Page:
Op-Ed from the Alliance of Community Health Plans:
As the healthcare system shift from fee-for-service to value-based payment gathers steam, community health plans are actively working with physician leaders and partnering with physicians who will continue to lead our organizations toward better healthcare. Through embracing the power of physician leadership, our organizations are better able to steer the healthcare system in the right direction, toward one that always works to improve the quality of care, the experience of our members and patients, and the affordability of care for those we serve.
Capital District Physicians’ Health Plan
One example of helping smooth the way to new models of care is the Enhanced Primary Care (EPC) system. The EPC model is intended to help primary care physicians transition to patient-centered medical homes (PCMH). Often, a single physician serves as a champion and team leader, helping colleagues work through the challenges of changing how they work while providing valuable front-line input to health plan leaders. At Capital District Physicians’ Health Plan in Albany, New York, we have found that EPC practices have improved patient experience while simultaneously reducing the cost of care for the sickest 10% of patients.
This new era of physician leadership is also seeing the blossoming of unique training approaches, which often draw out positive personality traits such as optimism, progressive thinking, and the ability to engage. At Independent Health in Buffalo, we have found that collaborative, physician-led PCMH initiatives have the power to change the interactions between primary care physicians and specialists, creating systems, and a culture that makes it easier to talk with and listen to each other more effectively.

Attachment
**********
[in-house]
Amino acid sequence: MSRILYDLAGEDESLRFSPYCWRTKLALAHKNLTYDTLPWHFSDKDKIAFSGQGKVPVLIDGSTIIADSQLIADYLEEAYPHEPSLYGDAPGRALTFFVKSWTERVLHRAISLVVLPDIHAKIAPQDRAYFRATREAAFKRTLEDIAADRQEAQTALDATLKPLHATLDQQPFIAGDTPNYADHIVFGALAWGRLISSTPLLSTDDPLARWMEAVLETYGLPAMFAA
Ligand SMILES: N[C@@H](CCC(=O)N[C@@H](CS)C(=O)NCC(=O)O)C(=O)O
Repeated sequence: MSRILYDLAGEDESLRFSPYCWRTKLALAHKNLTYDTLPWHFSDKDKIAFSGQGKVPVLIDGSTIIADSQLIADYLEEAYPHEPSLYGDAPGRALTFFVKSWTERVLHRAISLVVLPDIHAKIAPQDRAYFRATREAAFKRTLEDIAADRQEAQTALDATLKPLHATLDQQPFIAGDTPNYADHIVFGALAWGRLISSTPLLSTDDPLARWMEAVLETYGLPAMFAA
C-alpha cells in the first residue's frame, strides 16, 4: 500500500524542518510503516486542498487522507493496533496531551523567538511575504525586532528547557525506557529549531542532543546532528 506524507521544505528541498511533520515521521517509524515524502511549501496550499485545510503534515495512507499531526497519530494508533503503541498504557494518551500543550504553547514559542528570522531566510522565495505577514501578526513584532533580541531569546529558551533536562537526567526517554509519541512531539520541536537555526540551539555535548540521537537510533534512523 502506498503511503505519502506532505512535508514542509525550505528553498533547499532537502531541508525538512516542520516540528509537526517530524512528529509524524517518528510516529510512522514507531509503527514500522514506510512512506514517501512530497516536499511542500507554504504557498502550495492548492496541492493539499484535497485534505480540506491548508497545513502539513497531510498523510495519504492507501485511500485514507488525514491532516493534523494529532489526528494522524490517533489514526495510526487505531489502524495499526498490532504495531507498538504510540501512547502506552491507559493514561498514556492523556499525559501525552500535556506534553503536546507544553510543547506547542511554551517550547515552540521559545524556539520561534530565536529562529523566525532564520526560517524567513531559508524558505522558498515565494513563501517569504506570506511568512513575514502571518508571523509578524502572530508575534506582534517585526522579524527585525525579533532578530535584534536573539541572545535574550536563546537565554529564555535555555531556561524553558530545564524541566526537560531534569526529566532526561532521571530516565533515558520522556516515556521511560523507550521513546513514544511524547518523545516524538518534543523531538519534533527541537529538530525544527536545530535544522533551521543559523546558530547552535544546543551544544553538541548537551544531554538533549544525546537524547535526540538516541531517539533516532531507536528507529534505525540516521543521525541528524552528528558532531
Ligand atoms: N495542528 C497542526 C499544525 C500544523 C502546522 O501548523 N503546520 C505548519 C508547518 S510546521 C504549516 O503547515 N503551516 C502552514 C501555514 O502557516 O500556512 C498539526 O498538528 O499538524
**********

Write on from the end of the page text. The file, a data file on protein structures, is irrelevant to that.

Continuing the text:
At HealthPartners in Minneapolis, we have seen how creating collaborative physician-administrative leader teams allows in-situ leadership development and can help bridge the gap between potentially siloed operations to build common-sense patient-centered solutions. In one example, integrated teams joined forces to develop a new system for more effectively supporting decisions regarding appropriate ordering of imaging tests that met the patients’ and clinicians’ clinical goals, decreased radiation exposure, and decreased cost.
Kaiser Permanente (KP) has offered our physicians leadership training opportunities for many years. Mostly led by physician executives, these programs focus on the spread of successful clinical practices, change management, communication and interpersonal skills, and performance management and evaluation. By fostering a culture of learning from within, we are instilling a passion for lifelong learning in our leaders, with the expectation that they will pass that passion and knowledge on to their colleagues.
The tipping point
For those of us long dedicated to the vision of physician accountability for high-quality healthcare, this spring’s passage of the Medicare “doc fix” legislation was an enormously promising sign. With major changes afoot regarding how Medicare and others pay for healthcare, the move to a value-based system is finally reaching a tipping point.
Ultimately, however, making the journey from volume to value will require a new set of skills for all in healthcare, from building teams to working collaboratively and thinking strategically. Physician leaders are one of the keys to the improved health, affordability, and system transformation we plan to achieve.
Authored by physician leaders from 4 ACHP plans: